If you add this size-to-age correlation to the fact that neither species has exactly been branded as remarkably fussy when it comes to chasing lures or bait, you get to the idea that continued removal of the largest fish from a population will over time decimate a trophy fishery. For instance, just take a look at the recent history of Hidden Lake on the Kenai Peninsula, which was once known for lakers of greater than 20 pounds but in the past decade seems to hold a population that tops out much nearer 10 pounds. The relative ease of catching large lakers (or at least in getting them to eat if you're in the right place at the right time) provides us with a view that's almost the exact opposite of the impression a lot of anglers grow up with—think the wily old brown trout, or the unnaturally large rainbow, taking up the best lies, sheltered beneath overhangs and parked deep in a root wad, suspicious and careful and downright difficult to catch. No, 20-pound lakers and 10-pound-plus Arctic char are both old and rare, but they're not smart. If we want to ensure they remain, we need to bonk fewer of the largest fish, taking five-pounders (or smaller) for the table and leaving the trophies for the picture frame.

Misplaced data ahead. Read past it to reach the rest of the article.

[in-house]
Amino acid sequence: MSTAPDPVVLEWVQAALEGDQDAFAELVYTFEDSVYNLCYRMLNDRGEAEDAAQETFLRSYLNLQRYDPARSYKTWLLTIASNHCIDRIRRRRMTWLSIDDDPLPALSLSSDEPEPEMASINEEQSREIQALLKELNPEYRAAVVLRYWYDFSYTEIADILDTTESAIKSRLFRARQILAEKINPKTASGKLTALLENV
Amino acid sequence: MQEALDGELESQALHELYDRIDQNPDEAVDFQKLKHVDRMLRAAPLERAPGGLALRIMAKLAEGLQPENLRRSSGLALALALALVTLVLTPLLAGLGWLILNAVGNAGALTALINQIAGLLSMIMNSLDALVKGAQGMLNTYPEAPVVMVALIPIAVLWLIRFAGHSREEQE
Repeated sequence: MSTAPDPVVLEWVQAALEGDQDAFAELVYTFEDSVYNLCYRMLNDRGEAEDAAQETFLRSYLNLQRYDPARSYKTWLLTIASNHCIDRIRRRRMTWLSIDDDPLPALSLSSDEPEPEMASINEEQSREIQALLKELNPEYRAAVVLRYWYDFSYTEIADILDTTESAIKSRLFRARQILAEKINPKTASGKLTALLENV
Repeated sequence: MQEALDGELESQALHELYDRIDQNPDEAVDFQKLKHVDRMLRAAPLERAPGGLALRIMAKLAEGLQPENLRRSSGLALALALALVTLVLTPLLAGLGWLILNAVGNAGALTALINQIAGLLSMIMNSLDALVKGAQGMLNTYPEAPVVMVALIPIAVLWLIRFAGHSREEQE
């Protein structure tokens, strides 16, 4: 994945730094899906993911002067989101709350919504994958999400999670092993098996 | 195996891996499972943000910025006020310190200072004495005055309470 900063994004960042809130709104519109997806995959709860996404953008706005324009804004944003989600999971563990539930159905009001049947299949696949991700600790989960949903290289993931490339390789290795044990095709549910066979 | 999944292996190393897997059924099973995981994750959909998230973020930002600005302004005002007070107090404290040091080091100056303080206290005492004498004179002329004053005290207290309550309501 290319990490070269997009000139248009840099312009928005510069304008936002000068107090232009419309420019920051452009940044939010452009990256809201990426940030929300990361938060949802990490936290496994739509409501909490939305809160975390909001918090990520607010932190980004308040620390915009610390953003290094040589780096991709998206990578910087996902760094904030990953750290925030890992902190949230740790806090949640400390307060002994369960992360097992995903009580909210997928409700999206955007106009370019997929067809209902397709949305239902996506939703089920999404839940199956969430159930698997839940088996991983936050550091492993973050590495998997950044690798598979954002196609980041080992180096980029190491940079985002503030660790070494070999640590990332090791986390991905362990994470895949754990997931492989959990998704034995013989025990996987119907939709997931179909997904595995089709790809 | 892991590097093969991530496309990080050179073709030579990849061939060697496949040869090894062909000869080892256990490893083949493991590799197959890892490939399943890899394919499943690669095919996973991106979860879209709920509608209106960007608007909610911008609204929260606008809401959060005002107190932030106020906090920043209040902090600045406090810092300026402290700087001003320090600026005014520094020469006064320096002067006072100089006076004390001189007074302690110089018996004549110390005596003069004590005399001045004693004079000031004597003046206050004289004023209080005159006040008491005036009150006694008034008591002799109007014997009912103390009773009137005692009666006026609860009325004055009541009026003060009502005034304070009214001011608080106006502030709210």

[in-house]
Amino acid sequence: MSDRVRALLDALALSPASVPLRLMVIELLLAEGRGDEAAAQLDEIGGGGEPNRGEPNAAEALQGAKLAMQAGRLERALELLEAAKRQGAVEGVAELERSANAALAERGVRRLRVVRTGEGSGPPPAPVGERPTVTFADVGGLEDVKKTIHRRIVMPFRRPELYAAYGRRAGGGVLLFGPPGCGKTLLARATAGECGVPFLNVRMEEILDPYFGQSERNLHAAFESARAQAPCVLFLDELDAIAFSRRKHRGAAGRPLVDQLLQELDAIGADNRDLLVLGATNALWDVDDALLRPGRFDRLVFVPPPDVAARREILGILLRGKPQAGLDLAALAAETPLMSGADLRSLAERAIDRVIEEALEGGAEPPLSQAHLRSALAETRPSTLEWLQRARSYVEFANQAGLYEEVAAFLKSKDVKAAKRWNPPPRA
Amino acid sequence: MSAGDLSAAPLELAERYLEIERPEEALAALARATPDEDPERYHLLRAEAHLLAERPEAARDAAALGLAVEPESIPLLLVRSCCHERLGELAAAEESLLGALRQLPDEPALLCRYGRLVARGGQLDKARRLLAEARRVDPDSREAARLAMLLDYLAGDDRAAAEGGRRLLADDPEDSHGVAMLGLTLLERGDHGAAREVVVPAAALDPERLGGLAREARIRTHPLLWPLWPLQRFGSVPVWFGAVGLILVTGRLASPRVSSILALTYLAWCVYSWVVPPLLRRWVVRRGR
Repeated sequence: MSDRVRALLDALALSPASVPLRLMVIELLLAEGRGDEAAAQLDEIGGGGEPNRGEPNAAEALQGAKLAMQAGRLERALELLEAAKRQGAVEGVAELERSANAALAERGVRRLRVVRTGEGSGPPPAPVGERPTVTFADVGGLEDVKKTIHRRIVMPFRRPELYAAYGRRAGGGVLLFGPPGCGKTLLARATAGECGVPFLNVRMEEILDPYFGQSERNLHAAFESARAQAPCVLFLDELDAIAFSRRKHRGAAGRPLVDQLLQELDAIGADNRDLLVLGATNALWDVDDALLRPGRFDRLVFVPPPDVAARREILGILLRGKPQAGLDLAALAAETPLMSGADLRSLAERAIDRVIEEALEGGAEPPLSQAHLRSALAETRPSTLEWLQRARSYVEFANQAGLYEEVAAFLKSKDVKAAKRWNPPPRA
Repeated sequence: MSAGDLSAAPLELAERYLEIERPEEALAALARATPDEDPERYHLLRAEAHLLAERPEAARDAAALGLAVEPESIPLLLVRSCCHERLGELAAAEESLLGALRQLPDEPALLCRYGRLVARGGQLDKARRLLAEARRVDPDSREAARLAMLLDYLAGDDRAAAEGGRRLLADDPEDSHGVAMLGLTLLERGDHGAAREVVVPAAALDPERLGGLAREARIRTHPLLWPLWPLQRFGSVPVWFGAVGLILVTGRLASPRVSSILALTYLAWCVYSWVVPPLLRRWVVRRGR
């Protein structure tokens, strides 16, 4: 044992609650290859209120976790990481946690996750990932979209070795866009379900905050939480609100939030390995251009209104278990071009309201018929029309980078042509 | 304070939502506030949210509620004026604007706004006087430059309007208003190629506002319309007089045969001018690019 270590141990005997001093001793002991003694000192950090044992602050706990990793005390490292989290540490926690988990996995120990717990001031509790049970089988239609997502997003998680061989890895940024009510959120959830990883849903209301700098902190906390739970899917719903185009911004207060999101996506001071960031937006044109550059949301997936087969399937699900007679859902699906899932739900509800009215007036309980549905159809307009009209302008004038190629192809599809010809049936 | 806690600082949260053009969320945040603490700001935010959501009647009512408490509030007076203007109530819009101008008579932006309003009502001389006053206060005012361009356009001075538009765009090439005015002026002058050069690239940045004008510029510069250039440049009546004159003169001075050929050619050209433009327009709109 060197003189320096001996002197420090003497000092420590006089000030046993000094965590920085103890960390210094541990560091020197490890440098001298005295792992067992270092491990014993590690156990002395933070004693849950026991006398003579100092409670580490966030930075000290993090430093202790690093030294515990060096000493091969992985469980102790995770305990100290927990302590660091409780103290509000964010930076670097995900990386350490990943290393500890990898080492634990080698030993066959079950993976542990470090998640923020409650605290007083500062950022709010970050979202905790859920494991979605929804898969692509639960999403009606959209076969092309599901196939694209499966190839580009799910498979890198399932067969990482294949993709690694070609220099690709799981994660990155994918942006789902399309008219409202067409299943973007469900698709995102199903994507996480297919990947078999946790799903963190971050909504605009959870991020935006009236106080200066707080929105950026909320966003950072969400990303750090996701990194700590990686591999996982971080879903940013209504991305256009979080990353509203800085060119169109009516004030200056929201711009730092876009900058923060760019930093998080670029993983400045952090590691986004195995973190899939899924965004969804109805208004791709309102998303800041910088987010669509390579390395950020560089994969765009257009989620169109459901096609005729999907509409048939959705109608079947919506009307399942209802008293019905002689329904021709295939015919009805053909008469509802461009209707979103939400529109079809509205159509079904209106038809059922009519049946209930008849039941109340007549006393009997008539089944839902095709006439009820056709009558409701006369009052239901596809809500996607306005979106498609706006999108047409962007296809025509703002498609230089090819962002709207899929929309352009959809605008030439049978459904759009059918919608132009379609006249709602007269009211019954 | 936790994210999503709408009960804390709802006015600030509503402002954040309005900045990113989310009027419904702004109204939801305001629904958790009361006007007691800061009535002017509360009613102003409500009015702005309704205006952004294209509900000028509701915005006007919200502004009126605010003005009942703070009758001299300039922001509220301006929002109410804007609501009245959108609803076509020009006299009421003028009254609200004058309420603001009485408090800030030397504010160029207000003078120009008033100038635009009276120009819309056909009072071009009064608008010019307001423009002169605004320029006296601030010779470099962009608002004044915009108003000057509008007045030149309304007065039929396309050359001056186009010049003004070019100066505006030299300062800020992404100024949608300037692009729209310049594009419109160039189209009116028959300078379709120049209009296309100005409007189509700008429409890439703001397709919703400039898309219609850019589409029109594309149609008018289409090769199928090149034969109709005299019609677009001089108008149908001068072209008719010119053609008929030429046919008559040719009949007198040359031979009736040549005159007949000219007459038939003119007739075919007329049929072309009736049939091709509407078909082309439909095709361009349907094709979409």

This, of course, brings another issue to the fore—namely, proper handling techniques for catch-and-release fishing through the ice, where, needless to say, the angling environment is quite different from what we experience (and are experienced at handling) during the flowing-water seasons.
First of all, anglers intent on catching and then releasing their large fish need to be prepared ahead of time. Have your camera close at hand and a soft measuring tape on your person, both easily accessible. Also, when you're setting up to fish, think about the photos to come: prepare the area around your hole, keeping it clean and flat; think about lighting, including shadows and glare, the angle at which you'll shoot the photos and backgrounds. The entire idea is to preserve the memory while making sure the fish is released to survive. The more prepared you are, the better the fish's chances, especially in extremely cold temperatures, as fish corneas and gill filaments are very susceptible to freezing.